Vygotsky and Social Cognition Classroom Application
After reading several of the human development theories both in our text and from some of the web resources, Vygotsky’s Cognitive theory seemed to take a practical and simple application that I think can be used in the classroom today. His theory basically states that culture is major driving force and determinant of individual development. We as “man-kind” or humans are the only beings that practice created culture, and our children, through several stages, develop within the contexts of a culture. Therefore, an individual’s learning and development is molded and modified in many varying ways, both large and small, by the culture and life events in which they reside and are exposed to daily.
In other words, people around us behave, think, and act based on how they were brought up as children and what they were exposed to during their life up to any given point. All too often we feel as though the behavior that society deems as normal is the standard for all, which it is not. The simple practice of understanding the culture and surroundings of children or members of a classroom could possibly provide insight into the reasoning for their behavior. For example, a child coming from a “group-orientated” society such as Japan would behave quite differently from what our society deems as normal or acceptable in our own “individualistic-orientated” society.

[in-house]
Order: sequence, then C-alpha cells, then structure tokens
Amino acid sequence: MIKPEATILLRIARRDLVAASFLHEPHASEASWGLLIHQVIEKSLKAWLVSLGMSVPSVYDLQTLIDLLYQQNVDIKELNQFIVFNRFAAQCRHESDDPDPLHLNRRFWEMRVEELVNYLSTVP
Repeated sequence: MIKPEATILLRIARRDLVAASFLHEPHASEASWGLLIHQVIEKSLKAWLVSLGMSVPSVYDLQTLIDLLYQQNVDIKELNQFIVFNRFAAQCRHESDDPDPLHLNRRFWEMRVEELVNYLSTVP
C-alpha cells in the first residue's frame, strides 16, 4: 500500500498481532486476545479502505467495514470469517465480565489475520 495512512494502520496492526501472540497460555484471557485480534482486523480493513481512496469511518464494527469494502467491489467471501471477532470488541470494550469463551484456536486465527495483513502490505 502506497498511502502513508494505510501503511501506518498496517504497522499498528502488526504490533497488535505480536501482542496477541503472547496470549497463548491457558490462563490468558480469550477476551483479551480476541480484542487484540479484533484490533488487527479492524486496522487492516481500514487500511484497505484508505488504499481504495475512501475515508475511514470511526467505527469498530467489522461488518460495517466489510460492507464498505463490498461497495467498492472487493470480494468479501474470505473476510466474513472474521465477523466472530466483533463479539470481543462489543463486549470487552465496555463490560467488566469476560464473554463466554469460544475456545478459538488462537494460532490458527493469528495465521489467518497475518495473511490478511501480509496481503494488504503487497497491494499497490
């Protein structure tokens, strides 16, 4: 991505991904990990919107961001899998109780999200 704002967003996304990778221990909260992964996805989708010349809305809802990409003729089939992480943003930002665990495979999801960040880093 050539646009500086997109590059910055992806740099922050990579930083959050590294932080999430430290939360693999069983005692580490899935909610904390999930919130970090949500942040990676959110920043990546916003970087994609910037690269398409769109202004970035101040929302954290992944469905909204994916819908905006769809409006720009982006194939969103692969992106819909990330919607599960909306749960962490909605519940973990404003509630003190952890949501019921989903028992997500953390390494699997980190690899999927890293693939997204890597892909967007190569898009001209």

It is common knowledge that children in Japan from early on are brought up to work as a team. The notion of a child being overly expressively about themselves in a classroom setting is not the norm, much different than that of the United States. Therefore, a teacher having a student with this background could understand their behavior more effectively knowing the background, environment and culture of the student origin ahead of time. This would allow the teacher to develop his/her lesson plans and teaching style accordingly to be more effective on both...